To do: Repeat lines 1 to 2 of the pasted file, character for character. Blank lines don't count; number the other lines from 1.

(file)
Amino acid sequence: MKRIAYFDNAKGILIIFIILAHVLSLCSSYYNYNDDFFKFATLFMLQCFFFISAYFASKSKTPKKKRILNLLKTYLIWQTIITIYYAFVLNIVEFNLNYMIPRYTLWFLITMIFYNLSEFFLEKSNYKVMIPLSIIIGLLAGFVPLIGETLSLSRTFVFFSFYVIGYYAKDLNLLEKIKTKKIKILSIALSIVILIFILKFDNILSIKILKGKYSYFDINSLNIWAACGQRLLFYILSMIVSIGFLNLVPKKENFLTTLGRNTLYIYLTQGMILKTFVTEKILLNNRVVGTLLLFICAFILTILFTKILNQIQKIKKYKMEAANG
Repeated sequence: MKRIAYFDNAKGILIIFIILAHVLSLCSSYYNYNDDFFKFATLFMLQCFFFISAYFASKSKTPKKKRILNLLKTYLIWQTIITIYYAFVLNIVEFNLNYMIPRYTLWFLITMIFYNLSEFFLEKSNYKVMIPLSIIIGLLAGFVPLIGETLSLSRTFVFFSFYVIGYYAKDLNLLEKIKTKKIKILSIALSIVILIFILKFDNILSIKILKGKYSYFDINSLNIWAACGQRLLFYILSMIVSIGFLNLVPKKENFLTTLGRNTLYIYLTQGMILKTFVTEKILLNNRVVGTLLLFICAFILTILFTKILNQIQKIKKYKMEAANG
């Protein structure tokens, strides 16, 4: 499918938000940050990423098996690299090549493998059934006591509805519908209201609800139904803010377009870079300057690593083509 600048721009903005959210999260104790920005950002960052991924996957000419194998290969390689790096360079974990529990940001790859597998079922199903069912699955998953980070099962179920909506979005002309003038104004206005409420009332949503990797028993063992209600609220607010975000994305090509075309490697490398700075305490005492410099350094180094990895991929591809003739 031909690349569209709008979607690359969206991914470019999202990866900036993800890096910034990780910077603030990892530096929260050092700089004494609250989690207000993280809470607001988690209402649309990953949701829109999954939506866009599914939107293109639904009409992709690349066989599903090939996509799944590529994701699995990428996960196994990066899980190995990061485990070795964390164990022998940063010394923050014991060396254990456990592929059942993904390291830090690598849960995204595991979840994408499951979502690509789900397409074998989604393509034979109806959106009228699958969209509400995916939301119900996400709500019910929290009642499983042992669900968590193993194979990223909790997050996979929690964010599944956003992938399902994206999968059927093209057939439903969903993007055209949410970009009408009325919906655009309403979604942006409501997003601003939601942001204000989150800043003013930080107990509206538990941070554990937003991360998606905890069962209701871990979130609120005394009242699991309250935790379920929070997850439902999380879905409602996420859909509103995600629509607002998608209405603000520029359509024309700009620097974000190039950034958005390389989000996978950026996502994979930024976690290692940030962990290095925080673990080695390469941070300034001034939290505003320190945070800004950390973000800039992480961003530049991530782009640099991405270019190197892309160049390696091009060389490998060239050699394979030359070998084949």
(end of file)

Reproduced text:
Amino acid sequence: MKRIAYFDNAKGILIIFIILAHVLSLCSSYYNYNDDFFKFATLFMLQCFFFISAYFASKSKTPKKKRILNLLKTYLIWQTIITIYYAFVLNIVEFNLNYMIPRYTLWFLITMIFYNLSEFFLEKSNYKVMIPLSIIIGLLAGFVPLIGETLSLSRTFVFFSFYVIGYYAKDLNLLEKIKTKKIKILSIALSIVILIFILKFDNILSIKILKGKYSYFDINSLNIWAACGQRLLFYILSMIVSIGFLNLVPKKENFLTTLGRNTLYIYLTQGMILKTFVTEKILLNNRVVGTLLLFICAFILTILFTKILNQIQKIKKYKMEAANG
Repeated sequence: MKRIAYFDNAKGILIIFIILAHVLSLCSSYYNYNDDFFKFATLFMLQCFFFISAYFASKSKTPKKKRILNLLKTYLIWQTIITIYYAFVLNIVEFNLNYMIPRYTLWFLITMIFYNLSEFFLEKSNYKVMIPLSIIIGLLAGFVPLIGETLSLSRTFVFFSFYVIGYYAKDLNLLEKIKTKKIKILSIALSIVILIFILKFDNILSIKILKGKYSYFDINSLNIWAACGQRLLFYILSMIVSIGFLNLVPKKENFLTTLGRNTLYIYLTQGMILKTFVTEKILLNNRVVGTLLLFICAFILTILFTKILNQIQKIKKYKMEAANG